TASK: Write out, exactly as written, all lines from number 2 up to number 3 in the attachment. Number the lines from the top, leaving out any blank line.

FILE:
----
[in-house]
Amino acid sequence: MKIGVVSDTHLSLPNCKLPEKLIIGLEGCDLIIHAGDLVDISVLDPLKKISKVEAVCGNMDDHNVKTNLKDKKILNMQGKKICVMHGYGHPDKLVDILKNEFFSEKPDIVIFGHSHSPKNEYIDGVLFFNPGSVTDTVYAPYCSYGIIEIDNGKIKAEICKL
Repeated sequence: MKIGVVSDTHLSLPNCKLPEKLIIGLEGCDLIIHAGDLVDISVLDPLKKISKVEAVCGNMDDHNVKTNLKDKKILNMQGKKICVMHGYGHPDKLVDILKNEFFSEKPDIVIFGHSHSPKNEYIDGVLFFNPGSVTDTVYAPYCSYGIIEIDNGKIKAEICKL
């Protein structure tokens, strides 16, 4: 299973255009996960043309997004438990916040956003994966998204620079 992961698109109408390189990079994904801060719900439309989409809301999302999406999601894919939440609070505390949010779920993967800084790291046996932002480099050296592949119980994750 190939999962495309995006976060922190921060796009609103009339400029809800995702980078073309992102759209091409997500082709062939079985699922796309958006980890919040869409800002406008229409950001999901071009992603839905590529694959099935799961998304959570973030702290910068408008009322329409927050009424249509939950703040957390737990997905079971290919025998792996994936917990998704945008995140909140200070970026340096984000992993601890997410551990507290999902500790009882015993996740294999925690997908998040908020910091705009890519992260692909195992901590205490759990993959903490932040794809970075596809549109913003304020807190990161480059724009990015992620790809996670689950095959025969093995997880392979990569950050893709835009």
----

Amino acid sequence: MKIGVVSDTHLSLPNCKLPEKLIIGLEGCDLIIHAGDLVDISVLDPLKKISKVEAVCGNMDDHNVKTNLKDKKILNMQGKKICVMHGYGHPDKLVDILKNEFFSEKPDIVIFGHSHSPKNEYIDGVLFFNPGSVTDTVYAPYCSYGIIEIDNGKIKAEICKL
Repeated sequence: MKIGVVSDTHLSLPNCKLPEKLIIGLEGCDLIIHAGDLVDISVLDPLKKISKVEAVCGNMDDHNVKTNLKDKKILNMQGKKICVMHGYGHPDKLVDILKNEFFSEKPDIVIFGHSHSPKNEYIDGVLFFNPGSVTDTVYAPYCSYGIIEIDNGKIKAEICKL